The healthcare bill H.202 passed the house, however in the Senate an amendment was included that would exclude undocumented Vermonters. This means that the people who crossed a desert not only with the threat of death by dehydration and exposure, but also the threat of being caught by immigration officials, or worse, shot at by "Minutemen" (anti-immigrant vigilantes who patrol the US side of the Mexican-US border), the people who crossed an entire continent to reach the Northeastern US, those people who work so hard (as in 12.5 hour shifts 6 days a week, for example) to keep our Vermont dairy farms running would not be included in "healthcare for all." But they're here illegally, people say. When I hear this I try to keep a straight face and cool head, but this is the image and emotion that comes to mind:
My Pilgrim ancestors did not receive an invitation before departing aboard the Mayflower. And that may seem like ancient history to some, but 400 years in the big scheme of things is not a long time. I do not claim this land as mine. There were people here long before my ancestors arrived and I don't feel as though I'm more entitled to live here than someone who's just recently arrived. The term "illegal" makes my skin crawl (as well as referring to someone as "a Mexican," "an Indian," etc. It usually implies a male gender and it lumps people together in a faceless mass. Likewise, when I am outside the US I don't like being referred to as an American - which excludes our neighbors both to the North and South - and when I speak of my nation of birth I specify that it's the United States of America, not just America.) I'm not the only one bothered by people being referred to as "illegal," there is a campaign asking people to pledge to stop using the I-word and encouraging the media to do the same.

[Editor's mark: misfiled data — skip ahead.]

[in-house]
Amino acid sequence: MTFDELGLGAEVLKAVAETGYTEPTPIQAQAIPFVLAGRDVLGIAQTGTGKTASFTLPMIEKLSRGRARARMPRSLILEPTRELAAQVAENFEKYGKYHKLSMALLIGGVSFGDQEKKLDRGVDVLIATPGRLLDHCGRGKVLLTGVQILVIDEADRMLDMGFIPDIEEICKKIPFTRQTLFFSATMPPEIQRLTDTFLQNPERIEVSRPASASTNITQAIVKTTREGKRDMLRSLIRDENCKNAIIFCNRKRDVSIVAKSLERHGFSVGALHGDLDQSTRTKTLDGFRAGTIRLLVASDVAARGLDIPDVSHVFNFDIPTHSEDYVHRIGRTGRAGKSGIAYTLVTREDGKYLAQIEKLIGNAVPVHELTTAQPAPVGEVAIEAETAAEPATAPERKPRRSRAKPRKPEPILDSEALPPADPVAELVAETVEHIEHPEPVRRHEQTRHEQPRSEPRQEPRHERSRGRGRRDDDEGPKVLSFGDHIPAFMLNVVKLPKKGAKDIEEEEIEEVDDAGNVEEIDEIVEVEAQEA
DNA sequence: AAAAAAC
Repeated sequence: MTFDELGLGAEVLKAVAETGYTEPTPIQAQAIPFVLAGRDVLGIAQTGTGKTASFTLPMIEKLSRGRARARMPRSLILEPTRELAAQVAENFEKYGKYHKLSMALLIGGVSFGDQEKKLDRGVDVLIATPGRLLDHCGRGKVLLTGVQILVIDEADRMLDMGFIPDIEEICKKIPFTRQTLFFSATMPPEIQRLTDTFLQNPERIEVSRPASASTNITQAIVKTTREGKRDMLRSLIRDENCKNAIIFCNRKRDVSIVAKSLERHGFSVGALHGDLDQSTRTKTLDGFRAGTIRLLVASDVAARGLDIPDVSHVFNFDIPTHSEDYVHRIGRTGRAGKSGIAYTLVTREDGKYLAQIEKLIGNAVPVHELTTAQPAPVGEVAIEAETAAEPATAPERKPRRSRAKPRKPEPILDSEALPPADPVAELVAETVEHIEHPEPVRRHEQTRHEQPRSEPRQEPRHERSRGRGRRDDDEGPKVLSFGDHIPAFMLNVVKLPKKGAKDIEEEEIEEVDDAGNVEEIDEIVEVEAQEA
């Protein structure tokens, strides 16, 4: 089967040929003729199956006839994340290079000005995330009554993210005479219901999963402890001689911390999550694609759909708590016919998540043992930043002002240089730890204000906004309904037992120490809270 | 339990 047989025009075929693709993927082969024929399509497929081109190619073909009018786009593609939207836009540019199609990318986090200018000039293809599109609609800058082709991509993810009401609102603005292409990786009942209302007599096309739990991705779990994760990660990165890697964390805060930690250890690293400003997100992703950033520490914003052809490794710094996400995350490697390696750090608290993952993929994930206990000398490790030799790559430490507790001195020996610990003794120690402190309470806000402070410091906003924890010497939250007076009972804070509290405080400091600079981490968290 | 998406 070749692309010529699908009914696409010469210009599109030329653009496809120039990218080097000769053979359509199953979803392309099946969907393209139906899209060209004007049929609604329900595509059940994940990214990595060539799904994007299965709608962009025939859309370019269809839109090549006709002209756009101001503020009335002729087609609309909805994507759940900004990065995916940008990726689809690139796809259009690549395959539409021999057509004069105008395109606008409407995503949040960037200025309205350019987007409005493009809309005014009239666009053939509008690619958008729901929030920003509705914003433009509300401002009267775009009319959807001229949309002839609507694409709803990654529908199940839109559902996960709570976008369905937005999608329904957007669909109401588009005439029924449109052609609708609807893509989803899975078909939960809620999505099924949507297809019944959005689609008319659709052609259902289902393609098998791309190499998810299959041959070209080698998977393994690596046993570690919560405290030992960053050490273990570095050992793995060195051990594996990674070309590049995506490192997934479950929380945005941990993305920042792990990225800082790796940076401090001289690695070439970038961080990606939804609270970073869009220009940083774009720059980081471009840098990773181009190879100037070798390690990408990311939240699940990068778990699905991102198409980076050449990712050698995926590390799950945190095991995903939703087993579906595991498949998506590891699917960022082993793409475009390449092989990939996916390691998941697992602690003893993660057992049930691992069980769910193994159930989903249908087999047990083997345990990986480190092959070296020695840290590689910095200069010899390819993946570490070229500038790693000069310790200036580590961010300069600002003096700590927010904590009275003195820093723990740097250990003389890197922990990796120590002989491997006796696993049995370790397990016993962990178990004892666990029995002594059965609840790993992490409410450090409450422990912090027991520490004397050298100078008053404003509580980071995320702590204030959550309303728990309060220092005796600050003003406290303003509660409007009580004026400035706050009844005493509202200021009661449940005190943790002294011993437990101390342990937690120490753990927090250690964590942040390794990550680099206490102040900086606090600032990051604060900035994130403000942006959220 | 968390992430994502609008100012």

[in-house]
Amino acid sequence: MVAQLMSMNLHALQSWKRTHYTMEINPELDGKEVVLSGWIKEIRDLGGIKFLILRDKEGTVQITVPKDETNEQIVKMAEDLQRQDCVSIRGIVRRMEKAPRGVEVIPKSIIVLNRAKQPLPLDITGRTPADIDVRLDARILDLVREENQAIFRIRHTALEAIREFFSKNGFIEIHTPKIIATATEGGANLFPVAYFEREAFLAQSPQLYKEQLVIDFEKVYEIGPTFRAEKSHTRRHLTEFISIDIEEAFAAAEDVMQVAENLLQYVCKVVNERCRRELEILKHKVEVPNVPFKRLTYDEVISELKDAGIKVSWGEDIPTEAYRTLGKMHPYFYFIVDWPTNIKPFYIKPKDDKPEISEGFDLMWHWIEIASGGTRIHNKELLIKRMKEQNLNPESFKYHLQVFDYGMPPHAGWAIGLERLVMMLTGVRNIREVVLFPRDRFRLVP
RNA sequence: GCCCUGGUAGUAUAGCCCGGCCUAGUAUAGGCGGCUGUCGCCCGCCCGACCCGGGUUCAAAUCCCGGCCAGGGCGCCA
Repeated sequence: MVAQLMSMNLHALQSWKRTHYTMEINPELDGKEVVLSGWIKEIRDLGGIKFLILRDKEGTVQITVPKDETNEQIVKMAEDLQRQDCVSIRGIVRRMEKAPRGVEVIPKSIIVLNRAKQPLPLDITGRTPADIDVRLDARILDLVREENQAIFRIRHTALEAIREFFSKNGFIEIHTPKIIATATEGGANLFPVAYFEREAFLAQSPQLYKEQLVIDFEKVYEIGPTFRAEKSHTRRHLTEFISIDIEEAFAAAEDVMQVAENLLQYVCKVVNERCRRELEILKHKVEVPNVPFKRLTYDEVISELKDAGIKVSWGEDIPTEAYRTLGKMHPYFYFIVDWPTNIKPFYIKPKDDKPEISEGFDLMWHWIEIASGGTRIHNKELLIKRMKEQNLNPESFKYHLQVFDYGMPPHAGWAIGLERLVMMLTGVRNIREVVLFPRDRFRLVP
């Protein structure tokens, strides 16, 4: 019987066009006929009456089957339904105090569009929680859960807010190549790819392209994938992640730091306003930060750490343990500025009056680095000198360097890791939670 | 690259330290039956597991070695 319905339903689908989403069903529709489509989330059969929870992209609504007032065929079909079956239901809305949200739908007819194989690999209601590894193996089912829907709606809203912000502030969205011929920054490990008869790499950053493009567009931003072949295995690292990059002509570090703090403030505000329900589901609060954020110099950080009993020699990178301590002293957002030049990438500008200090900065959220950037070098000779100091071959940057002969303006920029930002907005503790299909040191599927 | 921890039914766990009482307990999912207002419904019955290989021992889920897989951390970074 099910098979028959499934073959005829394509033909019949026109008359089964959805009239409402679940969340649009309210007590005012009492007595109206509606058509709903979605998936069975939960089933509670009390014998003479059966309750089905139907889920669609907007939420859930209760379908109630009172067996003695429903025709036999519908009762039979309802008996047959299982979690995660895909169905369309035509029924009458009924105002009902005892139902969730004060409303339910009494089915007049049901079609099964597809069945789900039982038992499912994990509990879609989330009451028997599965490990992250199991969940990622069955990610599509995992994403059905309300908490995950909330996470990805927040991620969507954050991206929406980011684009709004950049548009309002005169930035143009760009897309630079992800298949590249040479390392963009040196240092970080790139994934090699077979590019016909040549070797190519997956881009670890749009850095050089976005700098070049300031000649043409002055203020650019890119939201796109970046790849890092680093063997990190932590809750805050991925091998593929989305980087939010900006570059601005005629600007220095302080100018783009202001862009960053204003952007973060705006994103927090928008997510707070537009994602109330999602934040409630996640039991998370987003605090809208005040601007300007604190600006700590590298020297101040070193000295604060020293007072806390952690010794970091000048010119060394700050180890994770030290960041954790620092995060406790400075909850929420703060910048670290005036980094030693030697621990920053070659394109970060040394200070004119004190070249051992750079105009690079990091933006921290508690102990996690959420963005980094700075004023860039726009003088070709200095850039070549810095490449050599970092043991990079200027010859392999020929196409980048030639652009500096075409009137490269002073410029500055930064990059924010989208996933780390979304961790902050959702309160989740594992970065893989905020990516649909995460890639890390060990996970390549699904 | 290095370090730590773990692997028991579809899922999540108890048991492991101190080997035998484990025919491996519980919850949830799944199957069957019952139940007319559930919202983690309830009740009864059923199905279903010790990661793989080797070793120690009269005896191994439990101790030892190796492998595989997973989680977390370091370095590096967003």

"You wouldn’t call someone a w*tback, or the n-word. Saying “illegals” is just as bad. The I-Word creates an environment of hate by exploiting racial fear and economic anxiety, creating an easy scapegoat for complex issues, and OK-ing violence against those labeled with the word. People are not illegal. Let's stop feeding the hate machine. Drop the I-Word." - Colorlines
I just signed my pledge to drop the I-word, and they ask you to write why you're doing this. I wrote "I pledge to drop the I-word and encourage others to do the same not only because this language is dehumanizing and perpetuates misunderstanding and inequality, but also because besides indigenous people here in what is now known as the United States, we are all immigrants, including my Pilgrim ancestors." You can sign on to Colorlines' Drop the I-Word campaign.